With five million households in the UK already living in rented accommodation and the figure set to rise, many feel more should be done to invest in rental properties. Buying property is out of reach of many young people, with figures showing fewer millennials on middle incomes choosing to get on the property ladder. New research by the Institute for Fiscal Studies shows just over 25% of 24 to 34-year-olds who earn between £22,200 and £30,600 – which is the middle 20% on the wage scale – own their own home. In 1995-96, 65% of the same age group owned a home.
There are various reasons why younger people are not buying property. The biggest factor is that they simply cannot afford to take out a mortgage, with property prices being so high in most areas of the country. For nearly 90% of them, the average house price is more than four times their annual income after tax, according to the IFS. Other young people simply like the flexibility of renting, as they are not tied to a house or part of the country as they would be if they had a mortgage. The figures show that young adults on middle incomes are no more likely to own a property than those earning less than them. IFS senior research economic, Andrew Hood, said there has been a collapse in home ownership among young people in the past 20 years. This is particularly true for those on middle incomes.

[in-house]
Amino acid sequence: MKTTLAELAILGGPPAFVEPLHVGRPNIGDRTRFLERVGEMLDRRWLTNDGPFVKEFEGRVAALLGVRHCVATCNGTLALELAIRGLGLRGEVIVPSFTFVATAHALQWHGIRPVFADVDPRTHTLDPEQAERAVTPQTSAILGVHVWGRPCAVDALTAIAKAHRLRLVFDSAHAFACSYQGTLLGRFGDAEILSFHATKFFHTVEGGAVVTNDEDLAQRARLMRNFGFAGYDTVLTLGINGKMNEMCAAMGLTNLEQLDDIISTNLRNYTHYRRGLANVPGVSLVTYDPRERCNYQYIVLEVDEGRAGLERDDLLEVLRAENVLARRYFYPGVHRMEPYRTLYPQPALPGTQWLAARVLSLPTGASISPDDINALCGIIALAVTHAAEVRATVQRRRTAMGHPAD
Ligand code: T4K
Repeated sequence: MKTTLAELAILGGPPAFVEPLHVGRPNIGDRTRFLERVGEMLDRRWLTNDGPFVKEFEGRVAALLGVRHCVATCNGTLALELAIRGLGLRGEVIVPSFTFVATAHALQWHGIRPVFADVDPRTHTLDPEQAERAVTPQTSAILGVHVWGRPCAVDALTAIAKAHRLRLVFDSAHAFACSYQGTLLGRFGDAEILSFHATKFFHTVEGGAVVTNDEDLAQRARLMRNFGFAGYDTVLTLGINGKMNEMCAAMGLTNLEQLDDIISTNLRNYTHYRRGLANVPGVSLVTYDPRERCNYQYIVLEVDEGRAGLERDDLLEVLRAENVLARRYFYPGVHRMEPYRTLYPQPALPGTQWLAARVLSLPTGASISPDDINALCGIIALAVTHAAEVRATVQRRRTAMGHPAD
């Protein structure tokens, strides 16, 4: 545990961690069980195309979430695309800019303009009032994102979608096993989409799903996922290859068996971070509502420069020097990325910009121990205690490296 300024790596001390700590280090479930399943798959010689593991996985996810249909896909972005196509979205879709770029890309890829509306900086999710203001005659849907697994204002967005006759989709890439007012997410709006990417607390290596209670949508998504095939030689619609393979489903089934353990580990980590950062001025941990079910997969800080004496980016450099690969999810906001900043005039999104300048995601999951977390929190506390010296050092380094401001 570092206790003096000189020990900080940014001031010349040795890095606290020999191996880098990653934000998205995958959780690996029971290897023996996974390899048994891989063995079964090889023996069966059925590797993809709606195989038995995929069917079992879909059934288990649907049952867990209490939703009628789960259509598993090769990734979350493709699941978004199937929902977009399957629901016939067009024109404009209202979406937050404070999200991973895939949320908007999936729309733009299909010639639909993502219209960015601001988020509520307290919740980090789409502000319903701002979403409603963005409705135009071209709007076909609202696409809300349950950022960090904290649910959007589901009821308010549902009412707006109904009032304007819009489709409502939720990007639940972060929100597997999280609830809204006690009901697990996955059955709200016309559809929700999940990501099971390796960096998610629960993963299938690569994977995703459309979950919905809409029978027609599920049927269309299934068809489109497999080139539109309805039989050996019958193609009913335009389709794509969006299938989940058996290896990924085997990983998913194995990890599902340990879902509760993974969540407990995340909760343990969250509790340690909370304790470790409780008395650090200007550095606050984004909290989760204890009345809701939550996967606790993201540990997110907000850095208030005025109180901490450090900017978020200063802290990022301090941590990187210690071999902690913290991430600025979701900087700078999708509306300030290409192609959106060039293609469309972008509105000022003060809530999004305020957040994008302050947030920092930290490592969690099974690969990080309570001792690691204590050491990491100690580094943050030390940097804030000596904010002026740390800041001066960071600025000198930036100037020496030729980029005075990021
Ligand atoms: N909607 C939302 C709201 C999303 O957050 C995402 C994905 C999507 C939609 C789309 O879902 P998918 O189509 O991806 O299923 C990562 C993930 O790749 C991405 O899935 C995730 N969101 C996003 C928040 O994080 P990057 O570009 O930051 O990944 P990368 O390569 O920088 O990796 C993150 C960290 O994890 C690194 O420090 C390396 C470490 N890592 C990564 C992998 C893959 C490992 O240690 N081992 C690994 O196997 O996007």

The Residential Landlords Association said these findings show the government needs to have a rethink on its tax policy for landlords. Policy director, David Smith, said it is folly to impose higher taxes to put off investment in new rental properties. He pointed out that there has been a huge increase in young people who cannot buy a home, which means more are renting. Not only that, they are renting for longer periods. He called on the government to look again at its policies to support investment to meet the ever-increasing demand for homes to rent.
Although the number of first-time buyers is at its highest for 10 years, the average age of someone just getting on to the property ladder is 30, with an income of £41,000 per year, according to UK Finance figures. The Help to Buy scheme is enabling more people to buy properties, but it is still out of reach of many more.
Calls have been made to modernise the private rental sector to meet the needs of the increasing number of tenants and to make sure they are not being priced out of the market. Research by online lettings platform, HomeRenter, says 70% of tenants would prefer to cut out the estate agent and rent directly from a landlord. In the digital age, they do not see the need to go through the middle man. With proptech, tenants and landlords can communication directly online, which cuts fees paid to the middleman, such as estate agents. This reduces costs for everyone involved.
Start your free trial here today.